June flood victims still waiting for aid

Henry and Marie Boulware, near 80 and on a fixed income, must wash their clothes at a laundry because the deluge destroyed their basement washer and dryer.

Pam Luallen, like her neighbors, keeps a wary eye on the calendar as the weather cools. The water turned her furnace into a worthless hulk, and she doesn't have $5,000 to replace it, leaving her home without heat.


And Mary Jackson might not be reduced so easily to tears by such headaches - that scary zap sound when she tried using a living room outlet, for example - if her mother wasn't at a hospice dying.

No, these are not yet more woes left by Tropical Storm Isabel. These Northeast Baltimore residents are still reeling from the effects of a flash flood that swamped several East 35th Street houses June 13. Basements filled up, and in some spots, water reached over three feet on the first floor.


Three and a half months later, insurers have long since denied the claims of five homeowners. None had flood insurance.

That forced residents to turn to the city, whose poor drainage system they say has caused repeated flooding over the years. But the city has yet to tell them how much - if any - money it will pay, and much of the damage remains.

"I'm not surprised, I'm shocked," said Jackson, a Social Security benefits analyst, standing near her ruined basement bathroom yesterday. "I had so much faith in the city. I've been told that I'm naive and gullible, but I believed them."

She and Luallen, who each estimate their losses at $50,000, feel even more abandoned with all the attention being given to areas hit hard by Isabel.

"I feel bad for those people, truly," said Luallen, a pharmacy technician at Johns Hopkins Hospital. "But what do I have to do? Does my house have to float to Lake Montebello?"

The reasons for the slow pace are not clear. Steve Wright, the city Law Department's claims adjuster who is handling the aid requests, did not respond to phone messages yesterday.

A form letter from the city warned residents it could take some time. "Generally it will take at least three (3) months for our investigation to be completed," it said in bold type.

Henry Boulware said Wright told him last week that he forwarded the Boulwares' $40,000 claim to a "higher-up" in the city and that it was out of his hands. But Boulware's patience is running out. "It shouldn't take nothing that long to do," he said yesterday after taking his ailing wife to the doctor.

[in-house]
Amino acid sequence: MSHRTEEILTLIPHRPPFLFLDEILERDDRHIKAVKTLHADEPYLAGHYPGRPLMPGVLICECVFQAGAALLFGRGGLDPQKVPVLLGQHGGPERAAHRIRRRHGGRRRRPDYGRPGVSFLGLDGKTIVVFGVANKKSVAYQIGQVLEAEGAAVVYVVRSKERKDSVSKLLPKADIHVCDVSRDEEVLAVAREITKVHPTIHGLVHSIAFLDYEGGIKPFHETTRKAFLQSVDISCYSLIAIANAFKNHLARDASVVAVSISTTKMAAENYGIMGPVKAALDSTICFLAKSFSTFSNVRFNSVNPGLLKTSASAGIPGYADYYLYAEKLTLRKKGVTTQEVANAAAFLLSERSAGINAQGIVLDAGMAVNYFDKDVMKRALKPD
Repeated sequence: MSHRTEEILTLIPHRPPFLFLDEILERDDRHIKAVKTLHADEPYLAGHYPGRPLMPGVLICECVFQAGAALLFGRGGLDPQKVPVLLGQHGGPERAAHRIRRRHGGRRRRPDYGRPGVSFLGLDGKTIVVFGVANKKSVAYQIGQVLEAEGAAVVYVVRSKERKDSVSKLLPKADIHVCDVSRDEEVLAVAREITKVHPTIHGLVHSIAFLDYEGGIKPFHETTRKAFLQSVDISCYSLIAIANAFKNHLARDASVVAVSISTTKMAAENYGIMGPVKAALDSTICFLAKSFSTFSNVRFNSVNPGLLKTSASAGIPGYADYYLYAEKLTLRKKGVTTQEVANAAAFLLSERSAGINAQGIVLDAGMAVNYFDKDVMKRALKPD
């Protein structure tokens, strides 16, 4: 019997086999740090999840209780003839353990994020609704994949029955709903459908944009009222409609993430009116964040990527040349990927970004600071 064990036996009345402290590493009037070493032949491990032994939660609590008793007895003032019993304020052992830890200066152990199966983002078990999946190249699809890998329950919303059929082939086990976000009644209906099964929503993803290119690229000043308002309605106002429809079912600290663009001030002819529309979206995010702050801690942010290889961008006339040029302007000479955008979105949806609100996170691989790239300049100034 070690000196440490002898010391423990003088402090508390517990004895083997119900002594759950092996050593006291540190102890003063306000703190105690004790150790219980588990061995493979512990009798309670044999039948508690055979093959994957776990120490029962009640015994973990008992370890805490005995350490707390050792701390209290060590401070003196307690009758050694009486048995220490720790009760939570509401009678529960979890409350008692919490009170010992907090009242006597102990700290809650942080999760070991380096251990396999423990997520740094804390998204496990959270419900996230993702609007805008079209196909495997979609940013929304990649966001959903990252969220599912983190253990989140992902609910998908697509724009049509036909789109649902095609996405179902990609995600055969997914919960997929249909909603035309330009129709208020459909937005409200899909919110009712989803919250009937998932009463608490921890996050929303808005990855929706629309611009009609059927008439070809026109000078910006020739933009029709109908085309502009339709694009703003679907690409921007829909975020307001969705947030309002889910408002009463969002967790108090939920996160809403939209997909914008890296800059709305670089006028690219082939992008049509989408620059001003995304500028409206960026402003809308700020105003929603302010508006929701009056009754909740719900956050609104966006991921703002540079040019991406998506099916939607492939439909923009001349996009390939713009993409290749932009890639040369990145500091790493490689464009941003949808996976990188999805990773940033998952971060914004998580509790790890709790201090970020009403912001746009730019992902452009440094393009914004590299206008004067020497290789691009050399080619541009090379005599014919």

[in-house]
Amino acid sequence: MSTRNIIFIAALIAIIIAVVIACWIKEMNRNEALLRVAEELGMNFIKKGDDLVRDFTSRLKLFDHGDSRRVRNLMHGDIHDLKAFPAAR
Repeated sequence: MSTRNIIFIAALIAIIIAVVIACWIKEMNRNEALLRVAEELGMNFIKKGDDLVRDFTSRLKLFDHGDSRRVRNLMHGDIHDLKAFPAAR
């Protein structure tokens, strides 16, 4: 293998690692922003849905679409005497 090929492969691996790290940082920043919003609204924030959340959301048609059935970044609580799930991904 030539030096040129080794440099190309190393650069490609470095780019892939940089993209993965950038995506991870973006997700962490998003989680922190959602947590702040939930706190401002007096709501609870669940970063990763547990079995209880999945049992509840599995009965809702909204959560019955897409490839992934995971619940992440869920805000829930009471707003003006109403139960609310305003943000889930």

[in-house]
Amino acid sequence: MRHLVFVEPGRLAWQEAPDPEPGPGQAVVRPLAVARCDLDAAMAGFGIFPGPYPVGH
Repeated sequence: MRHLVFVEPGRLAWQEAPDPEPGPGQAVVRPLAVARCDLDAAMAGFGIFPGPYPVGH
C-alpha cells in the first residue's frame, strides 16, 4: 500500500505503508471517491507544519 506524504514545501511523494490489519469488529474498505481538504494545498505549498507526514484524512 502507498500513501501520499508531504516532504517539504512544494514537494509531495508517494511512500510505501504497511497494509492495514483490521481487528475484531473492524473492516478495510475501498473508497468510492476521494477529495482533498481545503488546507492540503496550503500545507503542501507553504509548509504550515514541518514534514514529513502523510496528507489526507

Help may not be too far off. Mary Pat Clarke, a former City Council president who won the Sept. 9 Democratic primary for the new 14th District, said she was told the city could make a decision on aid soon. The claims could exceed $1 million, she said, including damage to Walther Avenue homes.

But Clarke said the city has handled the situation poorly so far. "People have been forgotten. They shouldn't be forgotten. They haven't been made right," she said.

The flooding occurred suddenly the night of June 13. Torrential rain fell, and much of the water headed for the low-lying spot where 35th Street meets Hillen Road. Water rose to 10 feet in the street and poured into five homes through basement windows and up pipes.

The city, after a slow start, swooped in June 18. Officials put up residents in hotels and arranged for debris to be hauled away. Basements were scrubbed. A mold inspector visited. But since early July, residents say, they have heard little beyond Wright's promises that officials were processing their claims.

Luallen, like the others, spent several hundred dollars for a new hot-water heater. She also replaced a fence. But she cannot afford a new car, furnace, living room furniture or repairs to hardwood floors. After a 1996 flood, she went $16,000 in debt, she said, and won't do so again.

Jackson's situation is worse in some ways. She still owes $1,800 for her totaled car and now relies on rides. This week she rented a car so she could visit her gravely ill mother at Stella Maris Hospice in Timonium. One bright spot is the refrigerator donated by Social Security colleagues; storm water filled the old one.


"That's my life since June 13," she said, wiping away tears.

The worst damage by far is at Hazel Johnson's single-family brick house on Hillen Road. The kitchen floor collapsed and water rose to nearly four feet on her first floor. She fell through the hole and, for the first time in her life, managed to swim before someone pulled her to safety.

Of the five affected homes in that area, hers was the only one condemned; she's been living in the Calvert Street office where she runs a property management business.

But she's determined to stay upbeat. "I will not get depressed because of the fact I got life," she said. "I could've drowned."